On the Celsius scale, the freezing point of water is [latex]0\phantom{\rule{0.2em}{0ex}}\text{°}\text{C}[/latex] and the boiling point is [latex]100\phantom{\rule{0.2em}{0ex}}\text{°}\text{C}\text{.}[/latex] The unit of temperature on this scale is the degree Celsius [latex]\left(\text{°}\text{C}\right)[/latex]. The Fahrenheit scale (still the most frequently used for common purposes in the United States) has the freezing point of water at [latex]32\phantom{\rule{0.2em}{0ex}}\text{°}\text{F}[/latex] and the boiling point at [latex]212\phantom{\rule{0.2em}{0ex}}\text{°}\text{F}\text{.}[/latex] Its unit is the degree Fahrenheit ([latex]\text{°}\text{F}[/latex]). You can see that 100 Celsius degrees span the same range as 180 Fahrenheit degrees. Thus, a temperature difference of one degree on the Celsius scale is 1.8 times as large as a difference of one degree on the Fahrenheit scale, or [latex]\text{Δ}{T}_{\text{F}}=\frac{9}{5}\text{Δ}{T}_{\text{C}}.[/latex]

The definition of temperature in terms of molecular motion suggests that there should be a lowest possible temperature, where the average kinetic energy of molecules is zero (or the minimum allowed by quantum mechanics). Experiments confirm the existence of such a temperature, called absolute zero. An absolute temperature scale is one whose zero point is absolute zero. Such scales are convenient in science because several physical quantities, such as the volume of an ideal gas, are directly related to absolute temperature.

The Kelvin scale is the absolute temperature scale that is commonly used in science. The SI temperature unit is the kelvin, which is abbreviated K (not accompanied by a degree sign). Thus 0 K is absolute zero. The freezing and boiling points of water are 273.15 K and 373.15 K, respectively. Therefore, temperature differences are the same in units of kelvins and degrees Celsius, or [latex]\text{Δ}{T}_{C}=\text{Δ}{T}_{K}.[/latex]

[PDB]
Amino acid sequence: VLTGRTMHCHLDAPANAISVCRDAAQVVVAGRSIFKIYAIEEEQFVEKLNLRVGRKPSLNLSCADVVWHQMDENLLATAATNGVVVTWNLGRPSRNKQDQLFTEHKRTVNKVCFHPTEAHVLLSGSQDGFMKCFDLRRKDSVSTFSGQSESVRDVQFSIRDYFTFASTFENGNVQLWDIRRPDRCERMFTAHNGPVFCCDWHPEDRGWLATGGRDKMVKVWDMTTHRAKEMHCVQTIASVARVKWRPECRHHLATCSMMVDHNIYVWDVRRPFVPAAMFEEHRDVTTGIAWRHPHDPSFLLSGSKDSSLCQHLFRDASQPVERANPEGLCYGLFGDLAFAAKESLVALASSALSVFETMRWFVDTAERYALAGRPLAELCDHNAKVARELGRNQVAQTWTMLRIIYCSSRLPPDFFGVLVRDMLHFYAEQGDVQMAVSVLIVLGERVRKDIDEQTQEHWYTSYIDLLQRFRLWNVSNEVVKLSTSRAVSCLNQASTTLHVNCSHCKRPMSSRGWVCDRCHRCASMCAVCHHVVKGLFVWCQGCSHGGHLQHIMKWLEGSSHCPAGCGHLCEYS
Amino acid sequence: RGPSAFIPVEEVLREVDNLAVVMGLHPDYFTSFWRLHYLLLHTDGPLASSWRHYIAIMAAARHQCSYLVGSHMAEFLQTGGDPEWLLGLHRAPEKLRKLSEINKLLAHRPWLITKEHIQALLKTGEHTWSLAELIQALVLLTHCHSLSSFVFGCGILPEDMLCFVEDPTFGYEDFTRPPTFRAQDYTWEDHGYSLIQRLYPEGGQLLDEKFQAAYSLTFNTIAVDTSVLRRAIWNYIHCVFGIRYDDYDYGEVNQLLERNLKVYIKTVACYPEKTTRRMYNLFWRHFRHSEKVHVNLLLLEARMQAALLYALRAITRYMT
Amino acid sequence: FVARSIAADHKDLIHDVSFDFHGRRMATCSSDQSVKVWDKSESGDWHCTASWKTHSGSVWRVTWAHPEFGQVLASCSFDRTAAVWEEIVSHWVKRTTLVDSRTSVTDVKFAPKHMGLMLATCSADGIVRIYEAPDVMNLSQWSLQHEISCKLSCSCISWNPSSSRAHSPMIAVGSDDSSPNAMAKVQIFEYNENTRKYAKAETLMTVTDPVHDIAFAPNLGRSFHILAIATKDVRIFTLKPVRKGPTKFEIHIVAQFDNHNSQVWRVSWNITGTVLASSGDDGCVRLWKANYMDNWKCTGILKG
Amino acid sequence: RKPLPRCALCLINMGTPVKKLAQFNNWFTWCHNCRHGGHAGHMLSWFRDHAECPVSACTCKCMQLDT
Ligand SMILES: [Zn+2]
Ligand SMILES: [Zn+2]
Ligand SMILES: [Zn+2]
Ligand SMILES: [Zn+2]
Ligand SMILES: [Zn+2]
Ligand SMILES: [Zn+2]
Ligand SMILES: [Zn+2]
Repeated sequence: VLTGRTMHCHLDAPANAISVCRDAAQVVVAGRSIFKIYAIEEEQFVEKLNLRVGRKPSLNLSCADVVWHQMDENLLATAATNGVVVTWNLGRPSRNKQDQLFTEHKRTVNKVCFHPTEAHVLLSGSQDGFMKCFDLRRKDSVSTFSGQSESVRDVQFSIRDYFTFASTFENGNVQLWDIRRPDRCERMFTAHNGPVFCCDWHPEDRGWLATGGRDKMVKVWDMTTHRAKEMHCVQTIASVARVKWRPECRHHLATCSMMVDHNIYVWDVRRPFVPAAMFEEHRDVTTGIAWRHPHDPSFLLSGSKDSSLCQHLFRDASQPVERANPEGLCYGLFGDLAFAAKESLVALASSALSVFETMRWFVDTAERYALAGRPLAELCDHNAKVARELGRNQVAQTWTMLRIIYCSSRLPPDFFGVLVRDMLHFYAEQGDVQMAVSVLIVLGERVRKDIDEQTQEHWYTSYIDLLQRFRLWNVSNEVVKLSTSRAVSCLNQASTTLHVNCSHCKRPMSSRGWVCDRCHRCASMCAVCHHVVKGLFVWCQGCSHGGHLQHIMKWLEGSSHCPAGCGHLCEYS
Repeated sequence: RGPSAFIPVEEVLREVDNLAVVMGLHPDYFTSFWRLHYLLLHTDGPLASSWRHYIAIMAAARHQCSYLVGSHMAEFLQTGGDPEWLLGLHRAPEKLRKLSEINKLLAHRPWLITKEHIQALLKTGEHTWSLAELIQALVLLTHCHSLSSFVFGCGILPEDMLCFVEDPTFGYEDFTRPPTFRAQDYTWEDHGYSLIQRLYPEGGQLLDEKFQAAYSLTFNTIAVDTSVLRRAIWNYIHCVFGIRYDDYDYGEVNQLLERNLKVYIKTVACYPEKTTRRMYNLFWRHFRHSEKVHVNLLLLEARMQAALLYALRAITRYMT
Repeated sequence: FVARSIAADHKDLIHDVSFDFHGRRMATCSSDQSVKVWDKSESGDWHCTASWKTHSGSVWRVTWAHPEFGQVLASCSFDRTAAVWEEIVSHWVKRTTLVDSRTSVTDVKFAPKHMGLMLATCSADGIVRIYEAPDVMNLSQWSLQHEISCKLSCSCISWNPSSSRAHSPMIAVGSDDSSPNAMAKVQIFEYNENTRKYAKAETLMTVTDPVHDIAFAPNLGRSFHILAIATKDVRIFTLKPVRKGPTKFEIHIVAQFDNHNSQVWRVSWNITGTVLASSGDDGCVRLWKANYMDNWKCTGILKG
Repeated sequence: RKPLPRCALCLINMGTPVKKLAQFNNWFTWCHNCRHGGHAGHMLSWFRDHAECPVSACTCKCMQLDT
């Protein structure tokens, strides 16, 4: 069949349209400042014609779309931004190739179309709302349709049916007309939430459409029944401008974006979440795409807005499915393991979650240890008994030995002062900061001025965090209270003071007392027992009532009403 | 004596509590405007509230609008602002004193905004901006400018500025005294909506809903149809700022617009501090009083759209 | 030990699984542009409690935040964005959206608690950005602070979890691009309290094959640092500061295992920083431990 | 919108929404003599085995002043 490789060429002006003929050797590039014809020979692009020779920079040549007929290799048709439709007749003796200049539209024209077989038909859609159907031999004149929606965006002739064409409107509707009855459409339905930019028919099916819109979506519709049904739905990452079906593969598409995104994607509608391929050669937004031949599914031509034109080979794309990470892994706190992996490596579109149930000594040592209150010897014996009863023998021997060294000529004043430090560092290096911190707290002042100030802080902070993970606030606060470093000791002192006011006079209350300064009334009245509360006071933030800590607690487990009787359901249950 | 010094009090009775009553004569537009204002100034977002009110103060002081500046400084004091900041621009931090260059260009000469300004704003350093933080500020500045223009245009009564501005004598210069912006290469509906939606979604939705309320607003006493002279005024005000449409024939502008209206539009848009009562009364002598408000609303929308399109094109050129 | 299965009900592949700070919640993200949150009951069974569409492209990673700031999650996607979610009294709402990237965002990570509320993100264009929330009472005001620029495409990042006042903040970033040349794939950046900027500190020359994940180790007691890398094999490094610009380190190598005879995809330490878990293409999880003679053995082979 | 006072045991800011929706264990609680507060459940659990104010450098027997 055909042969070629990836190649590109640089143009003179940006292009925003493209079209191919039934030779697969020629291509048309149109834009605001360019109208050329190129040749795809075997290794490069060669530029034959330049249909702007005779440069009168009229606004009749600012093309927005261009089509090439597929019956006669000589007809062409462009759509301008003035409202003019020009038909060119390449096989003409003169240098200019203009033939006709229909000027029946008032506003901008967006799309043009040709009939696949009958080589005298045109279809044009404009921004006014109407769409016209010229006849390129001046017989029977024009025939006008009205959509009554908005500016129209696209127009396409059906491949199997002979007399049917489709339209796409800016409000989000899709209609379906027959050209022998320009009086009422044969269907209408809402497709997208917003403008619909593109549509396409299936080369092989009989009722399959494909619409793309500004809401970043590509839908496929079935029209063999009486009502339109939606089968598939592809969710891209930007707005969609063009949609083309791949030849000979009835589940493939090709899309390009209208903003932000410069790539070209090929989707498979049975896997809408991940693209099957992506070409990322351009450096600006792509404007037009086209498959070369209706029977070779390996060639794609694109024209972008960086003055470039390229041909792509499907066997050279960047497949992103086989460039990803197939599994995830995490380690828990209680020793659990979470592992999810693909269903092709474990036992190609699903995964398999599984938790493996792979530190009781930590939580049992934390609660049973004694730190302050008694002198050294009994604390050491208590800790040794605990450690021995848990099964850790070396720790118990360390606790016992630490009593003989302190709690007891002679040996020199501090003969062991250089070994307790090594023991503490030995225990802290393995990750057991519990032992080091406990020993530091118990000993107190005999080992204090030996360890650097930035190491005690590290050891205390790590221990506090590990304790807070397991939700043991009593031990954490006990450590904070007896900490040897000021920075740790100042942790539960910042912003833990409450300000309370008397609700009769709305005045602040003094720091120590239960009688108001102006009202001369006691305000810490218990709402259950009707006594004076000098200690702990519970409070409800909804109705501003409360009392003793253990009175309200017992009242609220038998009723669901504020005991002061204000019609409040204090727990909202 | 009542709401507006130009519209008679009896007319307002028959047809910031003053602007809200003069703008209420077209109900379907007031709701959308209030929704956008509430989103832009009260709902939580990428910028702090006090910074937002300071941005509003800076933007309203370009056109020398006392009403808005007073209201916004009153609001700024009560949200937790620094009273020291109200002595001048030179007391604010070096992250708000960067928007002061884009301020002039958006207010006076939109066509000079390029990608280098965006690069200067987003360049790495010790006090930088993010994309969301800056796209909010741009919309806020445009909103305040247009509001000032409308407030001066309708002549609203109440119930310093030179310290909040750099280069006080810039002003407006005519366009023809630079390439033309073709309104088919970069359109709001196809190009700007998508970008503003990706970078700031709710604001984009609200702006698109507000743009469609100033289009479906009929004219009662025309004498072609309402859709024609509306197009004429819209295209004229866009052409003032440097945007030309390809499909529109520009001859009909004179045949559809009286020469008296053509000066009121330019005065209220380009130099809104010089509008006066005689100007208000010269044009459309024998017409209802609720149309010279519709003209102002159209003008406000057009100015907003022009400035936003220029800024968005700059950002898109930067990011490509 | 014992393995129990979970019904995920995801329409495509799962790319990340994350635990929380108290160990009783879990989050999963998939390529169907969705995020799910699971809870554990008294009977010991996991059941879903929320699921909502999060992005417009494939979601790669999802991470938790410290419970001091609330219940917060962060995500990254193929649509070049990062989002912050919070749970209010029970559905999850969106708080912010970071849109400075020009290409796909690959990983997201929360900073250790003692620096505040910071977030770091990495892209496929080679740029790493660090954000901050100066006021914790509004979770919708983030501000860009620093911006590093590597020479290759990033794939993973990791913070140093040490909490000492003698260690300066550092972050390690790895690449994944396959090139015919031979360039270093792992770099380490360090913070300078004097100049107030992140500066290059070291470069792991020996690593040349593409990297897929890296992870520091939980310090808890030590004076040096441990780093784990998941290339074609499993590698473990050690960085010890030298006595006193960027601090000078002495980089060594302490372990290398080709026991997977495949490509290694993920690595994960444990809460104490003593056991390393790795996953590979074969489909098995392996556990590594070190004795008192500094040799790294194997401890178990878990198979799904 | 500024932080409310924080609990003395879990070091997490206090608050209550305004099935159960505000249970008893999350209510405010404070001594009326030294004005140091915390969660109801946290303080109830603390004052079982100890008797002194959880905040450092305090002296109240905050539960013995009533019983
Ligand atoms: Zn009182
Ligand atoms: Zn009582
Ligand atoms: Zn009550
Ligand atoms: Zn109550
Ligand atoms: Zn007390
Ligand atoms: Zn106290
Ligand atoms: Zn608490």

The relationships between the three common temperature scales are shown in Figure 1.4. Temperatures on these scales can be converted using the equations in Table 1.1 .

Figure shows Farhenheit, Celsius and Kelvin scales. In that order, the scales have these values: absolute zero is minus 459, minus 273.15 and 0, freezing point of water is 32, 0 and 273.15, normal body temperature is 98.6, 37 and 310.15, boiling point of water is 212, 100 and 373.15. Zero degree F is minus 17.8 degree C and 255.25 degree K. The relative sizes of the scales are shown on the right. A difference of 9 degrees F is equivalent to 5 degrees C and 5 degrees K.
Figure 1.4 Relationships between the Fahrenheit, Celsius, and Kelvin temperature scales are shown. The relative sizes of the scales are also shown.
Table 1.1 Temperature Conversions
To convert from… Use this equation…
Celsius to Fahrenheit [latex]{T}_{\text{F}}=\frac{9}{5}{T}_{\text{C}}+32[/latex]
Fahrenheit to Celsius [latex]{T}_{\text{C}}=\frac{5}{9}\left({T}_{\text{F}}-32\right)[/latex]
Celsius to Kelvin [latex]{T}_{\text{K}}={T}_{\text{C}}+273.15[/latex]
Kelvin to Celsius [latex]{T}_{\text{C}}={T}_{\text{K}}-273.15[/latex]
Fahrenheit to Kelvin [latex]{T}_{\text{K}}=\frac{5}{9}\left({T}_{\text{F}}-32\right)+273.15[/latex]
Kelvin to Fahrenheit [latex]{T}_{\text{F}}=\frac{9}{5}\left({T}_{\text{K}}-273.15\right)+32[/latex]

To convert between Fahrenheit and Kelvin, convert to Celsius as an intermediate step.